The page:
What is Dynamic Inertia?
Ever since the massive popularity of the shake weight, this term has been tossed around and associated with this popular product, but what exactly is Dynamic Inertia? When you visit the official Shake Weight website, there’s not much information about it. The company only describes this as a new workout technology that increases muscle activity by 300% compared to traditional weights.
Where Is It?
I tried looking for this term in some of the fitness and medical journals but came up empty. I also tried doing a simple search for this term in Google by typing different variations, including “Dynamic Inertia Wiki” but nothing came up.
This term seems to be associated only with the shake weight product. When we break it down, dynamic means that something is moving or accelerating, where static is just stationary. Inertia is the energy or motion that is created along a straight line without any interference from an external force. So technically, the company is not making any false statements. As a matter of fact, you may have engaged in dynamic inertia in the past by using free weights in a distinct motion and you didn’t even know it.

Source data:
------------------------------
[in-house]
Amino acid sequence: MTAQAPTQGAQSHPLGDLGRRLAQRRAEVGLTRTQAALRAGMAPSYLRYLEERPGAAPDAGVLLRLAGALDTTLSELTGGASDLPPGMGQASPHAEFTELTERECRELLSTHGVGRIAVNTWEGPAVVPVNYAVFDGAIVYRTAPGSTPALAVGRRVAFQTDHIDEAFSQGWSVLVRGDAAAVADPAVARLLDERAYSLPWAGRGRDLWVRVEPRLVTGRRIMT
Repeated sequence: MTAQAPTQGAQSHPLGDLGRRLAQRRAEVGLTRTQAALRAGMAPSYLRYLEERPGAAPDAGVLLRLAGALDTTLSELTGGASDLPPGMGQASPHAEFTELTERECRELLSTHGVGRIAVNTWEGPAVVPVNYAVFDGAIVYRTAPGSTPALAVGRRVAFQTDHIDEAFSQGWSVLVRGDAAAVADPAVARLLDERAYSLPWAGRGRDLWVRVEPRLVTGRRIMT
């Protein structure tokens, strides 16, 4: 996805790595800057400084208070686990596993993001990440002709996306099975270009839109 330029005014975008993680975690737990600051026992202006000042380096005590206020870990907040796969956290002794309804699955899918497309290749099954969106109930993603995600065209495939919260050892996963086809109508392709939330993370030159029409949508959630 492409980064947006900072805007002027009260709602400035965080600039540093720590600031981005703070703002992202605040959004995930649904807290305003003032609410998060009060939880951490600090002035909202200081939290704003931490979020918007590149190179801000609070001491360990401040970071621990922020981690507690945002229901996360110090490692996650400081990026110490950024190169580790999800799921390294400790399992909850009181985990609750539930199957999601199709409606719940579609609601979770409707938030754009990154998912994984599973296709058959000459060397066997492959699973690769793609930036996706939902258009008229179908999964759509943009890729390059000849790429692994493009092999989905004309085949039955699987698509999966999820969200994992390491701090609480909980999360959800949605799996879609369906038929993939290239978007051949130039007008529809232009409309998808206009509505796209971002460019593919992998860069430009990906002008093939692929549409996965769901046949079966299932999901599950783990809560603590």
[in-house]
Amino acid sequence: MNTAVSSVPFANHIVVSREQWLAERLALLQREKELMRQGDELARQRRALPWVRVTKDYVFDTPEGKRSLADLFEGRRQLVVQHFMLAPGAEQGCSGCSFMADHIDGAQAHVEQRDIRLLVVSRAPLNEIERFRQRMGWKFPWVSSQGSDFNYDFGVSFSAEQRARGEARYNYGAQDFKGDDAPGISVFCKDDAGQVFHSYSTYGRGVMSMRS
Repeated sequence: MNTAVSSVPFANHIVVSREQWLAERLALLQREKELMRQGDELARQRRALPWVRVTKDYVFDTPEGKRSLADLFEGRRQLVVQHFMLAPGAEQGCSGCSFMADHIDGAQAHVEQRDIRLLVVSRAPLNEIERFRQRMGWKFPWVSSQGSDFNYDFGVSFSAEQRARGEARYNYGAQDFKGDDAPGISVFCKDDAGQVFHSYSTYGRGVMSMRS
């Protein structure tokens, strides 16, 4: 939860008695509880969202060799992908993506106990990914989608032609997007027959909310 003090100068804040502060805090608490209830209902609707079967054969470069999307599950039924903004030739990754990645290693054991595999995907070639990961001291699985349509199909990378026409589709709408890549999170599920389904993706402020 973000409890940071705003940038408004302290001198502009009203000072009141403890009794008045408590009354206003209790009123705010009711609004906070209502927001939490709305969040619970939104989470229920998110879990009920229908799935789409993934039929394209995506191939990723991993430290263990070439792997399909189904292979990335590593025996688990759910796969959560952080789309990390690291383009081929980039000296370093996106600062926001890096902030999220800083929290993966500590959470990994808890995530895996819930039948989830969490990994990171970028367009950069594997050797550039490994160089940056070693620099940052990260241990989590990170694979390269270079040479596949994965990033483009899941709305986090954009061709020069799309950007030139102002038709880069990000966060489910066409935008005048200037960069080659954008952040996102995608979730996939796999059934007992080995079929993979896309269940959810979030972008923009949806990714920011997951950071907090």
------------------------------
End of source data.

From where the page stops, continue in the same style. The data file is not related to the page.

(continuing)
Dynamic Inertia Put To the Test
This technology was put to the test by Dr Daniel Cipriani, a professor at San Diego State University, which has one of the leading exercise physiology departments in the country. This scientific study monitored muscle activity using EMG monitoring with the shake weight, as compared to using other similar size dumbbells and traditional dumbbell exercises.
The study revealed that the shake weight outperforms other similar size weights because of the rapid motion and isometric contraction and isolation of the upper body. This unique rapid motion is responsible for muscle fatigue in such a short amount of time.
So Does Dynamic Inertia Work?
Whether you believe in this technology or not and the claims made by the company for increased muscle activity through dynamic inertia, the shake weight product has a huge following.
We haven’t heard the last from the term dynamic Inertia. Is this term just another fancy name given to an exercise piece of equipment? It’s possible, but let’s not pretend that Fitness IQ is the only company doing something like this. Marketing and advertisement firms get paid really well to come up with fancy names, benefits and features. In the end, all that matters is that the product works well and based on the reviews, that doesn’t seem to be a problem.